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Publication numberUS8227961 B2
Publication typeGrant
Application numberUS 12/794,559
Publication dateJul 24, 2012
Filing dateJun 4, 2010
Priority dateJun 4, 2010
Also published asCN102686943A, EP2446186A1, EP2446186A4, EP2450615A1, US8552626, US8779653, US20110298350, US20120280267, US20130257260, WO2011153456A1
Publication number12794559, 794559, US 8227961 B2, US 8227961B2, US-B2-8227961, US8227961 B2, US8227961B2
InventorsAntony Paul Van de Ven
Original AssigneeCree, Inc.
Export CitationBiBTeX, EndNote, RefMan
External Links: USPTO, USPTO Assignment, Espacenet
Lighting device with reverse tapered heatsink
US 8227961 B2
Abstract
A solid state lighting devices includes a heatsink having a first end arranged proximate to a base end, and a second end arranged between the first end and a solid state emitter, wherein at least a portion of the heatsink is wider at point intermediate the first end and the second end than the width of the heatsink at the second end. Such reverse angled heatsink reduces obstruction of light. A heatsink may include multiple fins and a heatpipe.
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Claims(35)
1. A solid state lighting device comprising:
a base end;
at least one solid state emitter; and
a heatsink disposed between the base end and the at least one solid state emitter, and arranged to dissipate heat generated by the at least one solid state emitter;
wherein:
the heatsink has a first end proximate to the base end, and has a first width at the first end;
the heatsink has a second end disposed between the base end and the at least one solid state emitter, and has a second width at the second end; and
at least a portion of the heatsink disposed between the first end and the second end has a third width that is greater than the second width.
2. The solid state lighting device of claim 1, wherein the base end comprises at least one electrical contact.
3. The solid state lighting device of claim 1, wherein the at least one solid state emitter is disposed under or within a cover.
4. The solid state lighting device of claim 3, wherein the cover comprises a diffuser arranged to diffuse light emitted by the at least one solid state emitter.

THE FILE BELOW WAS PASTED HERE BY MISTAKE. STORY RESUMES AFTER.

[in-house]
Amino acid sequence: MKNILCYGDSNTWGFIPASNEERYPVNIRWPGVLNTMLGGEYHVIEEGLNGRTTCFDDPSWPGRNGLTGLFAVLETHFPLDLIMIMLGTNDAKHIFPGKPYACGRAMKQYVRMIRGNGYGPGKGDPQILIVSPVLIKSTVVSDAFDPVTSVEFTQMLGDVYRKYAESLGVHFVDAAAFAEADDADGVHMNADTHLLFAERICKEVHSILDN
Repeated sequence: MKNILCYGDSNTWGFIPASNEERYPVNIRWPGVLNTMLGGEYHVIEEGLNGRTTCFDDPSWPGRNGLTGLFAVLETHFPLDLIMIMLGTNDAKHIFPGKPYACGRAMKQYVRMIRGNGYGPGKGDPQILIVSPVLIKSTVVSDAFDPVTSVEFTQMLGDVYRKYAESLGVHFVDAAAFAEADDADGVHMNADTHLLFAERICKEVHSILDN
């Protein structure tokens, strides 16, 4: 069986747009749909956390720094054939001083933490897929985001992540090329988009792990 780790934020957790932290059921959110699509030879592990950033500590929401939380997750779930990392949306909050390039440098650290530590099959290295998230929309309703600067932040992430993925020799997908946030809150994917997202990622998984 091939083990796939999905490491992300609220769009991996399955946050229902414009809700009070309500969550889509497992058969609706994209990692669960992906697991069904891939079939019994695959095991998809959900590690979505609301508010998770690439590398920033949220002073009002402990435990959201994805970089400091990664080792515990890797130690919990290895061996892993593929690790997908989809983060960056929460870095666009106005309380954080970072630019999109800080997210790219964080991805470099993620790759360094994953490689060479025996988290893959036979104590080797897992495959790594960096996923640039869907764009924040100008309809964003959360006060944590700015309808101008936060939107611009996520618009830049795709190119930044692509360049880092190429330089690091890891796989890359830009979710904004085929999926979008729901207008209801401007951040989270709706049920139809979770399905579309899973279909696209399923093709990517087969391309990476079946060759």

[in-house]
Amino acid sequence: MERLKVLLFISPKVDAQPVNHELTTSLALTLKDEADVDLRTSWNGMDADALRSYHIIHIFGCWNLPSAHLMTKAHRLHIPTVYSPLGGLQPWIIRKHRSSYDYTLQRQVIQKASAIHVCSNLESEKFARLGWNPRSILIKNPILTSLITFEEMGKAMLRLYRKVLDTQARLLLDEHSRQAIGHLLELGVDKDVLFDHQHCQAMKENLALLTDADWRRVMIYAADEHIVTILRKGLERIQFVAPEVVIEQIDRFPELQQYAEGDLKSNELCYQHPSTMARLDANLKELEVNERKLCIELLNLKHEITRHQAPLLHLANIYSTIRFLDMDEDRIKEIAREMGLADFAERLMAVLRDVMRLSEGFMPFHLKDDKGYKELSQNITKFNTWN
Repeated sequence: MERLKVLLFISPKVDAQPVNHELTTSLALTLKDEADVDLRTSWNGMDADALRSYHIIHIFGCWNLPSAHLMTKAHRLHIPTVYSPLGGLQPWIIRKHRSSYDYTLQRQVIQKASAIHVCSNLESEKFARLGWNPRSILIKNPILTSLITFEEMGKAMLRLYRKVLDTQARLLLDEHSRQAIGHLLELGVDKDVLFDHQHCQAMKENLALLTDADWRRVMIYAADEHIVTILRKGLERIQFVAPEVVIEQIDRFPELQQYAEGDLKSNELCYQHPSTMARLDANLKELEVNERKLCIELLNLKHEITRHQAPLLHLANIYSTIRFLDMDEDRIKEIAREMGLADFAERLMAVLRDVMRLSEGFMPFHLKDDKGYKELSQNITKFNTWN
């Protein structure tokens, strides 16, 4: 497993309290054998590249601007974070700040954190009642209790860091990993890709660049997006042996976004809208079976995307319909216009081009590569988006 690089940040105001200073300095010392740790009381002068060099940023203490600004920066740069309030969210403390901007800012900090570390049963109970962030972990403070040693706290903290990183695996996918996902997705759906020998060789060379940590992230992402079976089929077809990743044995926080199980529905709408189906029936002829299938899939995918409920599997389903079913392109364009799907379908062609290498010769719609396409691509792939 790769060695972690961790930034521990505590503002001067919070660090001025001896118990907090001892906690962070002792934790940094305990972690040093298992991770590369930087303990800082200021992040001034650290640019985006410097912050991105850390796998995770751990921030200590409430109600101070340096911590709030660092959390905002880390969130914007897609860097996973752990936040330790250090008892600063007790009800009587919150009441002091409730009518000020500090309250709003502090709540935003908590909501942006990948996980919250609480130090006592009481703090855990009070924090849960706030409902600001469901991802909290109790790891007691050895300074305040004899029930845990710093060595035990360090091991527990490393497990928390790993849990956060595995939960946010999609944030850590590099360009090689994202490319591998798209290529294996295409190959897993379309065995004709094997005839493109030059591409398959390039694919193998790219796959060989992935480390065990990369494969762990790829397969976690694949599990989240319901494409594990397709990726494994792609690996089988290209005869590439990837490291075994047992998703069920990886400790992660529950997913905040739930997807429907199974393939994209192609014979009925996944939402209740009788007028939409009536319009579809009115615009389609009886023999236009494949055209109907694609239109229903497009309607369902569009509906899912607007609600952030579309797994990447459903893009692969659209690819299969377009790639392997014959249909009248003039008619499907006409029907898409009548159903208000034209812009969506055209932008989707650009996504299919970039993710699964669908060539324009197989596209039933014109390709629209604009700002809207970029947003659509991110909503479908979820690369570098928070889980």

5. The solid state lighting device of claim 3, wherein the cover is arranged as a substantially spherical or semi-spherical globe.
6. The solid state lighting device of claim 1, having a substantially central axis extending in a direction between the base end and an emitter mounting area, wherein the heatsink is arranged to permit unobstructed emission of light generated by the at least one solid state emitter according to each emission half-angle of greater than 90 degrees relative to the substantially central axis around an entire lateral perimeter of the solid state lighting device.
7. The solid state lighting device of claim 1, having a substantially central axis extending in a direction between the base end and an emitter mounting area, wherein the heatsink is arranged to permit unobstructed emission of light generated by the at least one solid state emitter according to each emission half-angle of at least about 120 degrees relative to the substantially central axis around an entire lateral perimeter of the solid state lighting device.
8. The solid state lighting device of claim 1, having a substantially central axis extending in a direction between the base end and an emitter mounting area, wherein the heatsink is arranged to permit unobstructed emission of light generated by the at least one solid state emitter according to each emission half-angle of at least about 135 degrees relative to the substantially central axis around an entire lateral perimeter of the solid state lighting device.
9. The solid state lighting device of claim 1, having a substantially central axis extending in a direction between the base end and an emitter mounting area, wherein the heatsink provides an asymmetrical optical obstruction profile relative to the substantially central axis.
10. The solid state lighting device of claim 1, wherein the heatsink comprises a plurality of fins.
11. The solid state lighting device of claim 10, wherein the plurality of fins includes fins arranged as outwardly-protruding pins or rods.
12. The solid state lighting device of claim 10, wherein the plurality of fins includes fins arranged substantially parallel to a substantially central axis defined through the base end and an emitter mounting area.
13. The solid state lighting device of claim 10, wherein the plurality of fins includes fins arranged substantially perpendicular to a substantially central axis defined through the base end and an emitter mounting area.
14. The solid state lighting device of claim 1, wherein the heatsink comprises at least one fin arranged in a spiral shape.
15. The solid state lighting device of claim 1, wherein the heatsink comprises a heatpipe.
16. The solid state lighting device of claim 1, wherein the heatsink is adapted to dissipate a steady state thermal load of at least about 2 watts in an ambient air environment of about 35° C. while maintaining a junction temperature of the at least one solid state emitter at or below about 85° C.
17. The solid state lighting device of claim 1, comprising any of a plurality of electrical conductors and a plurality of electrical circuit elements disposed within the heatsink.
18. The solid state lighting device of claim 1, being sized and shaped in accordance with ANSI Standard C.78.20-2003 for A19 bulbs.
19. A lamp or light fixture comprising the solid state lighting device of claim 1.